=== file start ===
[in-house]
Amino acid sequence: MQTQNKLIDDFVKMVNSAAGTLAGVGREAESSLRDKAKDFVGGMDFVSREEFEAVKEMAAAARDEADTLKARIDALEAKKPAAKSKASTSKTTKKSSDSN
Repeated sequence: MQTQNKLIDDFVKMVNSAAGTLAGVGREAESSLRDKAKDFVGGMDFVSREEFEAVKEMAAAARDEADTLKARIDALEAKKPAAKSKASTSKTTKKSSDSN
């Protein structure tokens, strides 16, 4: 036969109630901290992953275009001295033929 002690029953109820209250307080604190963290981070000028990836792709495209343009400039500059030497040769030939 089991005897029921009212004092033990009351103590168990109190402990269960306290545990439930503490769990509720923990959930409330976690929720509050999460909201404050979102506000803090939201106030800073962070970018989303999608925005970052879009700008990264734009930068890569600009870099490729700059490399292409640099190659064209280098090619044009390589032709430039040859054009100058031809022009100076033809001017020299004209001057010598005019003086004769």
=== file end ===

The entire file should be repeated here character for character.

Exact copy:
[in-house]
Amino acid sequence: MQTQNKLIDDFVKMVNSAAGTLAGVGREAESSLRDKAKDFVGGMDFVSREEFEAVKEMAAAARDEADTLKARIDALEAKKPAAKSKASTSKTTKKSSDSN
Repeated sequence: MQTQNKLIDDFVKMVNSAAGTLAGVGREAESSLRDKAKDFVGGMDFVSREEFEAVKEMAAAARDEADTLKARIDALEAKKPAAKSKASTSKTTKKSSDSN
């Protein structure tokens, strides 16, 4: 036969109630901290992953275009001295033929 002690029953109820209250307080604190963290981070000028990836792709495209343009400039500059030497040769030939 089991005897029921009212004092033990009351103590168990109190402990269960306290545990439930503490769990509720923990959930409330976690929720509050999460909201404050979102506000803090939201106030800073962070970018989303999608925005970052879009700008990264734009930068890569600009870099490729700059490399292409640099190659064209280098090619044009390589032709430039040859054009100058031809022009100076033809001017020299004209001057010598005019003086004769």